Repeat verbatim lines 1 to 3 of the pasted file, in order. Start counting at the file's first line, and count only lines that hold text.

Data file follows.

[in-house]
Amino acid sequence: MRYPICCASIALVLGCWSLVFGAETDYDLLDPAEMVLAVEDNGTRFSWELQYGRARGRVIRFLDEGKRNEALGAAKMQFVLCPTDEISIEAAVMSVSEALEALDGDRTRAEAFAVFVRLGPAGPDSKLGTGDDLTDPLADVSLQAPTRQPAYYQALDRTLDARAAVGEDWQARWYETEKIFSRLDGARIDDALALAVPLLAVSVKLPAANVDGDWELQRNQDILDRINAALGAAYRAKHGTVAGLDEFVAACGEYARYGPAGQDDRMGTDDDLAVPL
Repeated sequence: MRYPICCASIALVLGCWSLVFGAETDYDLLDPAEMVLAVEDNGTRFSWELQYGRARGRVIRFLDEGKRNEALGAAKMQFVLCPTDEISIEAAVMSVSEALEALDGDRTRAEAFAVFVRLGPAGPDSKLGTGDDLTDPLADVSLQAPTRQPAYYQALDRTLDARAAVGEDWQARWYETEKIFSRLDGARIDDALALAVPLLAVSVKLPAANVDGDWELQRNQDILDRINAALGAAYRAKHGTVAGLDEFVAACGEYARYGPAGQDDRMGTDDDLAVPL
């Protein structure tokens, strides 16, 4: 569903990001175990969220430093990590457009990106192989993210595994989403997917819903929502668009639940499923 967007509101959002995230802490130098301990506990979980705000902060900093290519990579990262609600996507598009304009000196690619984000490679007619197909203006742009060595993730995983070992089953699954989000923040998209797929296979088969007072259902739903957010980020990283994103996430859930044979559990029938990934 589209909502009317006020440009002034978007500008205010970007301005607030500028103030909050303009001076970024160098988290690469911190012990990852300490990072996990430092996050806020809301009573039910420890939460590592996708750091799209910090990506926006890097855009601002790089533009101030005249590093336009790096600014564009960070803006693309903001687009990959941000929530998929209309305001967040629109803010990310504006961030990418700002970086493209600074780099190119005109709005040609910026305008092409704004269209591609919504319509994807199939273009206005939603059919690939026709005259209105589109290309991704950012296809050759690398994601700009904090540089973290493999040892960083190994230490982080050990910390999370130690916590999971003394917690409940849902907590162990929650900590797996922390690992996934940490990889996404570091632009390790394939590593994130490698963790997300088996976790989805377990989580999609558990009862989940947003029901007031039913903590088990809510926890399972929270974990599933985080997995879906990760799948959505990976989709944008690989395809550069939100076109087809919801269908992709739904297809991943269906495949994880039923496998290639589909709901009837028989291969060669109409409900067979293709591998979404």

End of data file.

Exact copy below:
[in-house]
Amino acid sequence: MRYPICCASIALVLGCWSLVFGAETDYDLLDPAEMVLAVEDNGTRFSWELQYGRARGRVIRFLDEGKRNEALGAAKMQFVLCPTDEISIEAAVMSVSEALEALDGDRTRAEAFAVFVRLGPAGPDSKLGTGDDLTDPLADVSLQAPTRQPAYYQALDRTLDARAAVGEDWQARWYETEKIFSRLDGARIDDALALAVPLLAVSVKLPAANVDGDWELQRNQDILDRINAALGAAYRAKHGTVAGLDEFVAACGEYARYGPAGQDDRMGTDDDLAVPL
Repeated sequence: MRYPICCASIALVLGCWSLVFGAETDYDLLDPAEMVLAVEDNGTRFSWELQYGRARGRVIRFLDEGKRNEALGAAKMQFVLCPTDEISIEAAVMSVSEALEALDGDRTRAEAFAVFVRLGPAGPDSKLGTGDDLTDPLADVSLQAPTRQPAYYQALDRTLDARAAVGEDWQARWYETEKIFSRLDGARIDDALALAVPLLAVSVKLPAANVDGDWELQRNQDILDRINAALGAAYRAKHGTVAGLDEFVAACGEYARYGPAGQDDRMGTDDDLAVPL